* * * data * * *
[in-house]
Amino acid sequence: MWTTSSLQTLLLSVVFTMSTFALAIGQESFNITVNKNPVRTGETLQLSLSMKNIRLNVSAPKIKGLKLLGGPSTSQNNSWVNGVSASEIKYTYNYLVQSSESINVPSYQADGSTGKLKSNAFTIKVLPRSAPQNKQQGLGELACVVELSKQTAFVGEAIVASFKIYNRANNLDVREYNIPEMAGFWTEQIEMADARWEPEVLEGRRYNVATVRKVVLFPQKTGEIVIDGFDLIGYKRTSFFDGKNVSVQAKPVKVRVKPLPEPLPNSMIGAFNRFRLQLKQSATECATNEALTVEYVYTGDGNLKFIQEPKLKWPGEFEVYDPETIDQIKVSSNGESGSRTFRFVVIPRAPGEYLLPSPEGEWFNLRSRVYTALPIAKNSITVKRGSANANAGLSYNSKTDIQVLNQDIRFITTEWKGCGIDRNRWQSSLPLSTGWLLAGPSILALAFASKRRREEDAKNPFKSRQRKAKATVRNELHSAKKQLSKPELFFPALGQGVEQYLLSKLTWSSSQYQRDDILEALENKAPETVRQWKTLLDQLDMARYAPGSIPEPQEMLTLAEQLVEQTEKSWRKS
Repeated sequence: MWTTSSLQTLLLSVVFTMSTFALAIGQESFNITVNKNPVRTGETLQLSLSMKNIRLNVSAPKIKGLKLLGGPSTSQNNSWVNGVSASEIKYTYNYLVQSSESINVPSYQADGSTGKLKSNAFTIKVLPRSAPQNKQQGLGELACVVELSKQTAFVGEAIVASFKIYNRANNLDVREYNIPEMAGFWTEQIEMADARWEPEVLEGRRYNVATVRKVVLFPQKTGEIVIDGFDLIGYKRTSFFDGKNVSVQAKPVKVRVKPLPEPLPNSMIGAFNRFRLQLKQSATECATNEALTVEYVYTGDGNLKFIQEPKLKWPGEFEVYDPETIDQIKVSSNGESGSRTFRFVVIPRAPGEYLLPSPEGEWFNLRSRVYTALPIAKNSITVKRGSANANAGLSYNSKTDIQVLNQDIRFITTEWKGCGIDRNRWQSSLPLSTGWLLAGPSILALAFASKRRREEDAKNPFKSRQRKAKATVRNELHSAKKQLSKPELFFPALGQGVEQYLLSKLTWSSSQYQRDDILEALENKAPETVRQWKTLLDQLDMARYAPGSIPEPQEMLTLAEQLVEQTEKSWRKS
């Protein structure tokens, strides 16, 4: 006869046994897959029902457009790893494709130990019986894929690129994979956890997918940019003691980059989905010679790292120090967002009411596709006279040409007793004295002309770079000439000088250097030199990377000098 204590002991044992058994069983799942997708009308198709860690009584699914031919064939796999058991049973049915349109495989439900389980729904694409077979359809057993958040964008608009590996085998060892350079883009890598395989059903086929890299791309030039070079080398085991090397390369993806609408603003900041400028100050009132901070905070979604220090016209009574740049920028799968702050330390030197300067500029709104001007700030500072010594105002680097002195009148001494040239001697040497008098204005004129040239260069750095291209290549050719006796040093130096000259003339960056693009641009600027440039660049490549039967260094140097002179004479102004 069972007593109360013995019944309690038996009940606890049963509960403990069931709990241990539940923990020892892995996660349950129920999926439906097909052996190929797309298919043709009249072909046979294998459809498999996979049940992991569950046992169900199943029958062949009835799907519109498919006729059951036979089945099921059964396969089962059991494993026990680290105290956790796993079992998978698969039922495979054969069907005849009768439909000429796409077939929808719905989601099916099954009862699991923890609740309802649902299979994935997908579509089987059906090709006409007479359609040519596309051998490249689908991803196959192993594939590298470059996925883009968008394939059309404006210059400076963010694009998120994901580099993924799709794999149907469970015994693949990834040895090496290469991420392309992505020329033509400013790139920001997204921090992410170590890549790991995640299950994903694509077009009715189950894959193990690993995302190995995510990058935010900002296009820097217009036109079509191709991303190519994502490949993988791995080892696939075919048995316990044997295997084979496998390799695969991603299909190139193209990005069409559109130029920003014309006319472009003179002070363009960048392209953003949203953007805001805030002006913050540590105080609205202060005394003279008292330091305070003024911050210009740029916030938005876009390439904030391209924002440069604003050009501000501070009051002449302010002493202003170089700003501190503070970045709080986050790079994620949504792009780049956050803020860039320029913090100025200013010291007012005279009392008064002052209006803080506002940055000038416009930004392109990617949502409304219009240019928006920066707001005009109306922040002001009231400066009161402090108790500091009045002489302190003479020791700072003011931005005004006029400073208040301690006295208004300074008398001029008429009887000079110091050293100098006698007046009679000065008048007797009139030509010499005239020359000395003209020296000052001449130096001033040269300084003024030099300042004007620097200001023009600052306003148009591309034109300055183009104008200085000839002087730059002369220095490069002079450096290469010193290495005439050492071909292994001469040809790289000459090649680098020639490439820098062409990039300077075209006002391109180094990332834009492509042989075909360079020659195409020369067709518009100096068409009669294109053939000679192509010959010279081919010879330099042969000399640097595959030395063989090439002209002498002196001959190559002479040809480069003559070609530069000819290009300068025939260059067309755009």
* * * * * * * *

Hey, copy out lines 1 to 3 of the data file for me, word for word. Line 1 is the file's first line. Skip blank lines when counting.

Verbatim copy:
[in-house]
Amino acid sequence: MWTTSSLQTLLLSVVFTMSTFALAIGQESFNITVNKNPVRTGETLQLSLSMKNIRLNVSAPKIKGLKLLGGPSTSQNNSWVNGVSASEIKYTYNYLVQSSESINVPSYQADGSTGKLKSNAFTIKVLPRSAPQNKQQGLGELACVVELSKQTAFVGEAIVASFKIYNRANNLDVREYNIPEMAGFWTEQIEMADARWEPEVLEGRRYNVATVRKVVLFPQKTGEIVIDGFDLIGYKRTSFFDGKNVSVQAKPVKVRVKPLPEPLPNSMIGAFNRFRLQLKQSATECATNEALTVEYVYTGDGNLKFIQEPKLKWPGEFEVYDPETIDQIKVSSNGESGSRTFRFVVIPRAPGEYLLPSPEGEWFNLRSRVYTALPIAKNSITVKRGSANANAGLSYNSKTDIQVLNQDIRFITTEWKGCGIDRNRWQSSLPLSTGWLLAGPSILALAFASKRRREEDAKNPFKSRQRKAKATVRNELHSAKKQLSKPELFFPALGQGVEQYLLSKLTWSSSQYQRDDILEALENKAPETVRQWKTLLDQLDMARYAPGSIPEPQEMLTLAEQLVEQTEKSWRKS
Repeated sequence: MWTTSSLQTLLLSVVFTMSTFALAIGQESFNITVNKNPVRTGETLQLSLSMKNIRLNVSAPKIKGLKLLGGPSTSQNNSWVNGVSASEIKYTYNYLVQSSESINVPSYQADGSTGKLKSNAFTIKVLPRSAPQNKQQGLGELACVVELSKQTAFVGEAIVASFKIYNRANNLDVREYNIPEMAGFWTEQIEMADARWEPEVLEGRRYNVATVRKVVLFPQKTGEIVIDGFDLIGYKRTSFFDGKNVSVQAKPVKVRVKPLPEPLPNSMIGAFNRFRLQLKQSATECATNEALTVEYVYTGDGNLKFIQEPKLKWPGEFEVYDPETIDQIKVSSNGESGSRTFRFVVIPRAPGEYLLPSPEGEWFNLRSRVYTALPIAKNSITVKRGSANANAGLSYNSKTDIQVLNQDIRFITTEWKGCGIDRNRWQSSLPLSTGWLLAGPSILALAFASKRRREEDAKNPFKSRQRKAKATVRNELHSAKKQLSKPELFFPALGQGVEQYLLSKLTWSSSQYQRDDILEALENKAPETVRQWKTLLDQLDMARYAPGSIPEPQEMLTLAEQLVEQTEKSWRKS